By Melissa Daniels | PA Independent
HARRISBURG — Pennsylvania teamed up with a private company to revamp and manage its official websites, promising the latest and greatest advances over its own old technology — and it won’t cost the state a dime.
Instead, residents and businesses using online government services will cover the bill.
Last fall, Pennsylvania entered a sole source contract with NIC USA, an “eGovernment” services firm. It will operate Pennsylvania’s entire online system, from page design to online transactions, and from customer support to hardware upgrades.
NIC, which calls itself “the people behind eGovernment,” creates and maintains online services for more than 3,500 governmental bodies, including 28 other states.
The state pays NIC nothing out of its own budget. Instead, the site work gets funded by adding “convenience fees” to certain online transactions residents or businesses might complete, like a license renewal.
This self-funded model spares the state from spending up front on expensive redesigns, system upgrades or app development. But the contract does not have a cap on what fees might be for users, meaning there’s no limit to how much could be assessed.
One of the first fees, on the Pennsylvania Department of Transportation website, is a $2 fee on a $5 charge of obtaining motor vehicle records online. Such records are often obtained by insurance companies researching policies.
At least one state lawmaker raised questions about the arrangement.
State Rep. Robert Matzie, D-Beaver, expressed his concerns about NIC in a letter to Attorney General Kathleen Kane and Auditor General Eugene DePasquale. He protested the fact it was a sole source contract, meaning there was no competitive bid process.
“It shouldn’t have been done without an RFP (request for proposals) to see what other companies could’ve provided,” Matzie said.
NIC provides all website design, development, services and maintenance, managed through a Harrisburg-based subsidiary called Pennsylvania Interactive, LLC. Because there is no other company that provides all these services under one umbrella, the state deemed a competitive bid process unnecessary, according to the contract summary.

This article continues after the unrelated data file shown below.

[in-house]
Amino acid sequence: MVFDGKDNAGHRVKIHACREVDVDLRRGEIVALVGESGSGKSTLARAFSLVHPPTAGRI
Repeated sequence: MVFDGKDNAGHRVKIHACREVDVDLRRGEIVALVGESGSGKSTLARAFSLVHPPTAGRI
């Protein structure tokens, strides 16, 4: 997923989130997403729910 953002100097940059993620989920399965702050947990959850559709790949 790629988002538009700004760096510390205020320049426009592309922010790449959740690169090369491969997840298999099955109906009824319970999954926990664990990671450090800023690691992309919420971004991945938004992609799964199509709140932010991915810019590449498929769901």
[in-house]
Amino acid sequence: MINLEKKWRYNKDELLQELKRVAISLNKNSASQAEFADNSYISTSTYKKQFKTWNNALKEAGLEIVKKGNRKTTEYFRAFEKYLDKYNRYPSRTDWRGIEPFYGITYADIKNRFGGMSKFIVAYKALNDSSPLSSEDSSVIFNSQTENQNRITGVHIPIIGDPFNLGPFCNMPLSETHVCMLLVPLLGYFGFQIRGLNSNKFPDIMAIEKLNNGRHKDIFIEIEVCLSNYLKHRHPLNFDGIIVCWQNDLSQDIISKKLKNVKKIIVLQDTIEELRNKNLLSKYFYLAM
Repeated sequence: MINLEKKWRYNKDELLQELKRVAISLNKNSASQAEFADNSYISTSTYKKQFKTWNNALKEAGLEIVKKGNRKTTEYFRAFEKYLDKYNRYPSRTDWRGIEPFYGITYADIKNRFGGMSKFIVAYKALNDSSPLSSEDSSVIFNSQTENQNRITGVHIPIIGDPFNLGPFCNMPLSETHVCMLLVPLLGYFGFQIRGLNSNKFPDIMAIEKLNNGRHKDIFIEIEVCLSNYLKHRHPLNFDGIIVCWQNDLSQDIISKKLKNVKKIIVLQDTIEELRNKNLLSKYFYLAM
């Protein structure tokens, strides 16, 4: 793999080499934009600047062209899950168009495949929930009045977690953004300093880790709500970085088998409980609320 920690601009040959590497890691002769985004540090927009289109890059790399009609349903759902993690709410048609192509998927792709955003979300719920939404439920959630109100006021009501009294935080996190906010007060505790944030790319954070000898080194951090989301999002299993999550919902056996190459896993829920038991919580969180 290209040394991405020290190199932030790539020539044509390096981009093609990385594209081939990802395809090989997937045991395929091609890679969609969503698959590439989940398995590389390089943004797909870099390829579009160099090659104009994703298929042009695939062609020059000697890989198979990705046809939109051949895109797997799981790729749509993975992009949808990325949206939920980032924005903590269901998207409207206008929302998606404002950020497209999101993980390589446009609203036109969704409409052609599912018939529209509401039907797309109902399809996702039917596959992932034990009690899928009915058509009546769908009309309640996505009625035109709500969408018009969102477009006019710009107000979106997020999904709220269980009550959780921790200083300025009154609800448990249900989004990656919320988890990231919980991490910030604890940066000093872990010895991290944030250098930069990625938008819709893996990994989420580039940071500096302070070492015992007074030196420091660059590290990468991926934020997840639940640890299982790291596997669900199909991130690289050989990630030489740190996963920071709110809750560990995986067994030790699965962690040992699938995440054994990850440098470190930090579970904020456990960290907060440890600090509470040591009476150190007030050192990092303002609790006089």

But NIC’s own filings with the Securities and Exchange Commission seem to dispute that point, as they attest to “intense competition” in their industry.
Beyond the nature of the contract, Matzie is concerned the executive branch is overstepping its boundaries to set fees, especially without a maximum limit.
Matzie plans to sponsor a bill that would require any Internet fees to be approved by the General Assembly. He said lawmakers have not authorized the executive branch to place new fees on all web transactions, which has been done in the past for specific agencies.
“It’s still raising revenue from taxpayers,” he said, “whether it’s business-to-business or ends up being folks on the street.”
The NIC contract is good for five years, with a renewal option to extend through December 2022. NIC expects to earn up to $7.5 million in 2013 off of Pennsylvania, according to a investor call transcript.
Dan Egan, spokesman for the Office of Administration, said the NIC contract was precipitated by multiple issues with the current system. The state was faced with a need to upgrade its server by 2015.
Pennsylvania also pays more than $1 million annually to maintain software that will expire in 2017, when the state would have to find a new vendor.
And, the current portal is plagued with issues over search features and mobile viewing, Egan said. NIC provided a “very attractive” solution that does not involve turning to the tight state budget for funding, he said.
“No one company does everything that NIC does and can do in a way that isn’t going to cost us tens of millions of dollars,” Egan said.
Before the contract was signed, the state put the procurement on its website, and offered a 10-day comment period where no other vendors reached out to the state, Egan said. It was also approved by the Office of the Attorney General, like any other state contract.
The state researched NIC with an outside research firm and contacted other states who use its services.
“None of those states who’ve ever contracted with them have left,” Egan said. “It’s because they like the service and they like what they get from the company.”
Angela Skinner, director of communications for NIC, said NIC is “comfortable with the sole source procurement,” given the commonwealth’s research, legal justification and the public comment period.
More than 75 percent of the services that NIC has developed are business-to-government services. That includes transactions like filing reports, renewing licenses or requesting permits.
And a majority of the services, she said, are “free.” Any fees are set and approved by state officials.
Egan said the state expects to keep about two-thirds of transactions free, while a third may have some kind of “convenience charge.”
NIC fees typically range between $1 to 5 per transaction.
Right now, state agencies are still figuring out what transactions they might introduce to their websites, as NIC has thousands of existing applications to choose from. But the state hopes to “dramatically expand” the amount of services available online, Egan said.
“It’s how people expect to get things these days,” he said.
Egan compared the fee to what a consumer might pay for having express delivery to their home – the charge is there for the extra convenience.
“There will still be a choice,” he said. “If you still want to walk into a government office or lick a stamp or do what the old process was, it will remain available to you without the convenience charge. But if you want to get online, get it faster, get it more conveniently, that’s what it’s there for.”
Contact Melissa Daniels at email@example.com